Hobcaw Barony attraction explores history, nature and imagination

Imagination, Mother Nature and history, of the Georgetown area, nation and world, have converged at Hobcaw Barony, one of the best historic attractions near Myrtle Beach, for decades.

Stopping the tour bus on a cool, sunny morning outside the red brick home of Bernard M. Baruch — a Wall Street financier and an adviser for six U.S. presidents from Woodrow Wilson through Harry S. Truman — Hobcaw Barony guide Stu Slifkin asks guests to reflect on the past while sitting on a dock along the Waccamaw River.

“Think of 1905,” he says, referring to the time when Baruch purchased the 10,000-acre wilderness with its original home for $20,000.

“Picture yourself as Mr. Baruch and his guests did,” he requests, having his guests look out across the serene water.

Slifkin explains that there was no U.S. 17 bridge spanning the Waccamaw, Black and Great Pee Dee rivers as it does today, and the International Paper and steel mills of Georgetown did not come until several years later.

At the start of the 20th century, he says, people from the Northeast bought estates in the Lowcountry “for hunting and relaxation,” and the Baruchs family lived there from November to April every winter.

Having celebrated its 50th anniversary recently the Belle M. Baruch Foundation — which preserves an estate that Baruch and his daughter Belle expanded to 16,000 acres — offers many of these introductory tours to give Myrtle Beach visitors a taste of the barony and its nine coastal ecosystems.

Touring the barony

While the two-hour tour in itself is a great option for things to do in Myrtle Beach and can provide a great afternoon of historic fun and amazing scenery, for many this is just a beginning point.

The Hobcaw Barony facility also offers many other programs that let the public get up close with the wild, on a former rice plantation, with a glimpse into an improved, yet still humble, life that descendants of emancipated slaves from the Civil War gained residing in the barony’s Friendfield Village until 1952.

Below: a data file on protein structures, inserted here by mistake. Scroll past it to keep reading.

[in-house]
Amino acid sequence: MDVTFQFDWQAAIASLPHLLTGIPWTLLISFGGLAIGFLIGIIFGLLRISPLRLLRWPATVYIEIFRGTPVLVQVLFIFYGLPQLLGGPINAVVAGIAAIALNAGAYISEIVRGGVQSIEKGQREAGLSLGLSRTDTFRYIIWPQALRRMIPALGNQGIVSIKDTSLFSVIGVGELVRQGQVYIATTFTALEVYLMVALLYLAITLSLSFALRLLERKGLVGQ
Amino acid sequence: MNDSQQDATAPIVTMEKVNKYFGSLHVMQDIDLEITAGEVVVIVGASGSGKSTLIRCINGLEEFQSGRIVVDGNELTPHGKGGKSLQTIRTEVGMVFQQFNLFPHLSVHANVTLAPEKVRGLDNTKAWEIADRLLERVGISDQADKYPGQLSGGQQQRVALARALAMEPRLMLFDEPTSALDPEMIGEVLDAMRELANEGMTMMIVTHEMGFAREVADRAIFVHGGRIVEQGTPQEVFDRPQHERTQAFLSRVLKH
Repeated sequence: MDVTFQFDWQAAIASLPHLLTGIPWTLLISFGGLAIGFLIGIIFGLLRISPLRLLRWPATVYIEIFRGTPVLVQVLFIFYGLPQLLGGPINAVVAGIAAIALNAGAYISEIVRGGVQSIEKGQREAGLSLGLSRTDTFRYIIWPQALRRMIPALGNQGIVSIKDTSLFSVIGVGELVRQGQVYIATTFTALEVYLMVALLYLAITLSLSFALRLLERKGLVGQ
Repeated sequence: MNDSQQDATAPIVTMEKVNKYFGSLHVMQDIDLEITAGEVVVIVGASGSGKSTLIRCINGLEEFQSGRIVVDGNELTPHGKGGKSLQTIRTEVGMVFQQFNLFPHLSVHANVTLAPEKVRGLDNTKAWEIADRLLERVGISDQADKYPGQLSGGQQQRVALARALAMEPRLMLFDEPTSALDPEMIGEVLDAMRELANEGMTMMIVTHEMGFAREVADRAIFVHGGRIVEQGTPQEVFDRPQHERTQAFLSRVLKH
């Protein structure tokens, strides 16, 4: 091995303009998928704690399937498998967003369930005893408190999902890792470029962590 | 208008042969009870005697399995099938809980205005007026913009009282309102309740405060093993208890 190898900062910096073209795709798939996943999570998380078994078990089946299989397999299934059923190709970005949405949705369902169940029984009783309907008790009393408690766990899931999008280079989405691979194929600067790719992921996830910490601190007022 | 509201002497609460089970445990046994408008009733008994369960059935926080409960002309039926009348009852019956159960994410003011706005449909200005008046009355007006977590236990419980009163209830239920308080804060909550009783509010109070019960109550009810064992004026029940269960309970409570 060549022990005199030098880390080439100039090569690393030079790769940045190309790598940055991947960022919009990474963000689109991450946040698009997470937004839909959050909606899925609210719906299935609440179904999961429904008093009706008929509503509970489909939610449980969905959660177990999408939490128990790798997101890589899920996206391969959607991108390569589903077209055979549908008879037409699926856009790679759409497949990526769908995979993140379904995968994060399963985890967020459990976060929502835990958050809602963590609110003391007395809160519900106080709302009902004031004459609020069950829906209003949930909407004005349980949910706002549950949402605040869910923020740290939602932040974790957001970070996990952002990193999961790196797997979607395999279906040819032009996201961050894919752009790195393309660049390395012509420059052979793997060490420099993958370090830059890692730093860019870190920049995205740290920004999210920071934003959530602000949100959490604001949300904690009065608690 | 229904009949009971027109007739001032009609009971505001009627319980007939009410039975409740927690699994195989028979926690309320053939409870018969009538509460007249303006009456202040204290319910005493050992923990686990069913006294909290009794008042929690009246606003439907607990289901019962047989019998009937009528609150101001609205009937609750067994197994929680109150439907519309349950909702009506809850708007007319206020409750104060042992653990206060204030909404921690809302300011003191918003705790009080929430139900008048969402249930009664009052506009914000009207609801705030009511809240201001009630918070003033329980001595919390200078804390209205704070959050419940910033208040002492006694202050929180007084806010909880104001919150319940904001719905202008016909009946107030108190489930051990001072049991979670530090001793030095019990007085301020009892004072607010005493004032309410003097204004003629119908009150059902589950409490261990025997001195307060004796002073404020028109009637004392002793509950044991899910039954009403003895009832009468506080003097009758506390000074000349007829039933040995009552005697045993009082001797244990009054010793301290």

Starting the 4.5-mile ride from the barony’s Discovery Center to Hobcaw House, Slifkin explains to visitors from Mount Pleasant, Greenville and states of Connecticut and New Hampshire, that the American Indian meaning of the word Hobcaw is “land between the waters.”

This refers to the area being on the edge of Winyah Bay, into which five rivers drain.

He speaks of how Belle Baruch harbored the barony from any future development after her death — at age 65 in 1964 — after a life that included world-class competitive sailing and global equestrian feats, flying in single- and double-propeller planes, and assisting the U.S. military with observations during World War II.

“You’re part of the education today,” Slifkin says as he points out a pasture where Belle Baruch kept her whole stable of horses after bringing home a slew of ribbons won in Europe.

Inside Hobcaw House

Once at Hobcaw House, tour guide Stu Slifkin hands the reins to his wife of 43 years, Karen, for insight into the history Bernard Baruch made entertaining famous guests.

Notable people including the Pulitzer family, Army Gen. Omar Bradley and president Franklin D. Roosevelt all stayed at Hobcaw Barony, with FDR making the trip for one month in 1944, before his final re-election, while deep in the trenches of both theaters of World War II.

She says the 32nd president “fished here, watched the horses, and painted and sketched” for pastimes and that “he went back to Washington, a refreshed, stronger man.”

“We’re on high ground here at about 25 feet above sea level,” Karen Slifkin mentions before heading inside to the house — a basement-equipped, three-floor vacation home filled with simple furnishings from the period.